Countless studies and reports indicate that monitoring of employee behavior, both in and out of the workplace, has undergone a dramatic increase in recent years. Such monitoring may range from checking on the business relevance of Internet sites that an employee visits to examinations of an employee's locker or cubicle to see if the person is stealing equipment or information from the company. For example, Dana Hawkins noted in U.S. News and World Report that according to a 1997 study, "more than one third of the members of the American Management Association, the nation's largest management development and training organization, tape phone conversations, videotape employees, review voice mail, and check computer files and E-mail…. Scrutiny of job applicants has intensified, and this has fueled a boom in companies that do database searches of applicants' credit reports, driving and court records, and even workers' compensation claims. Personal behavior is no longer off-limits: Some firms have adopted rules that limit co-workers' dating. Others ban off-the-clock smoking and drinking. Many companies regularly test for drugs. Much of this is done without the workers' knowledge." Indeed, according to the Labor Law Journal, in 1997 less than one-third of employers notified their employees when they engaged in electronic monitoring practices in the workplace.
This latter element of company monitoring has been a particular sore spot for employees and civil liberties advocates alike. They note that even if one were to set aside the ethical issues of such monitoring for the moment, errors in monitoring practice can have devastating repercussions on workers. "Careers may be damaged when investigators overreach, when mistakes are made, or when managers are too aggressive in enforcing company rules," said Hawkins.
Nonetheless, factors such as increased litigation have pushed many companies into increasingly proactive investigations into the activities of current and prospective employees, both in and out of the office. Rising medical expenses also have encouraged many businesses to check into the medical history of prospective employees, especially if the business is one that self-insures. "Technology now makes it possible to store medical records in electronic form in a central database, providing an easily accessible cradle-to-grave look at an individual's health history," reported Maureen Minehan in HR Magazine. "Medical information on approximately 15 million U.S. and Canadian citizens is already on file with the Medical Information Bureau (MIB), a database of medical information that more than 750 insurance firms subscribe to." Minehan also pointed out that recent developments in genetic testing have focused attention on medical privacy issues. Noting that tests can now determine whether an individual carries the gene mutation for certain illnesses, which indicates a greater risk for contracting a particular disease, Minehan stated that a number of employee advocacy groups have expressed concern that this technology could be used by employers to discriminate against both potential and current workers.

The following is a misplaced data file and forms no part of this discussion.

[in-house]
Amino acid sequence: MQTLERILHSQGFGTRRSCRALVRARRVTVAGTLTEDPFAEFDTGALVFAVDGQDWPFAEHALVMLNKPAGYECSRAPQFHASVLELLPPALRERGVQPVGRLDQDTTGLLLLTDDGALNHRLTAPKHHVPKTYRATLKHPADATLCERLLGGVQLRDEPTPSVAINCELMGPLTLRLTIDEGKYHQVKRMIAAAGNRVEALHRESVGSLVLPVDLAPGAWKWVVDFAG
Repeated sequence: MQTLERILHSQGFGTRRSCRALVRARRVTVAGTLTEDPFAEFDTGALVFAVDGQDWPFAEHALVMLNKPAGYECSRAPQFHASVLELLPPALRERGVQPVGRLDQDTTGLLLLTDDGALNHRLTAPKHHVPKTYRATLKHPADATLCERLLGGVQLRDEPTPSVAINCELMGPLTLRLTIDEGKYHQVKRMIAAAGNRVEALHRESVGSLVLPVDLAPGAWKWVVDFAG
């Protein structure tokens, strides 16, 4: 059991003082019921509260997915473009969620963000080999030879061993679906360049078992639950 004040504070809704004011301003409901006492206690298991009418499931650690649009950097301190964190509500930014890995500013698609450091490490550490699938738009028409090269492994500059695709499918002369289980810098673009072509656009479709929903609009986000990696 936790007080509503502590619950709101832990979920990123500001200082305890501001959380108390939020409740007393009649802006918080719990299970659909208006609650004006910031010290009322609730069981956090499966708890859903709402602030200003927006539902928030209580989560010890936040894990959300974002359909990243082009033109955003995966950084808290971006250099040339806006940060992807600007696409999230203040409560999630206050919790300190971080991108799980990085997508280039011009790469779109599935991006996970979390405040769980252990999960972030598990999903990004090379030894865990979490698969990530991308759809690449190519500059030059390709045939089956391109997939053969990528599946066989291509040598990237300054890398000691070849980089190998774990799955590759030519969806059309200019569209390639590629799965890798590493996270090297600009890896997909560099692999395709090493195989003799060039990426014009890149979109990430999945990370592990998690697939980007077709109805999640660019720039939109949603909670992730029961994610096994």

Finally, amazing advances in computer and other technological capabilities have dramatically increased the abilities of employers to monitor the activities of those workers. As Kathy Compton stated in HRMagazine, technological advances have provided employers with the ability to access information on current and potential employees to an unprecedented degree. Hawkins agreed, writing that "technology—particularly new software that can track and record everything workers do on their computers—is making it easier to peek over a worker's shoulder." Of course, this same technology has also complicated the privacy issue for many business owners and managers because it has enabled employees to gain access to a wide variety of non-business related material, from pornography to information on civil war reenactments or other hobbies, from their office desks.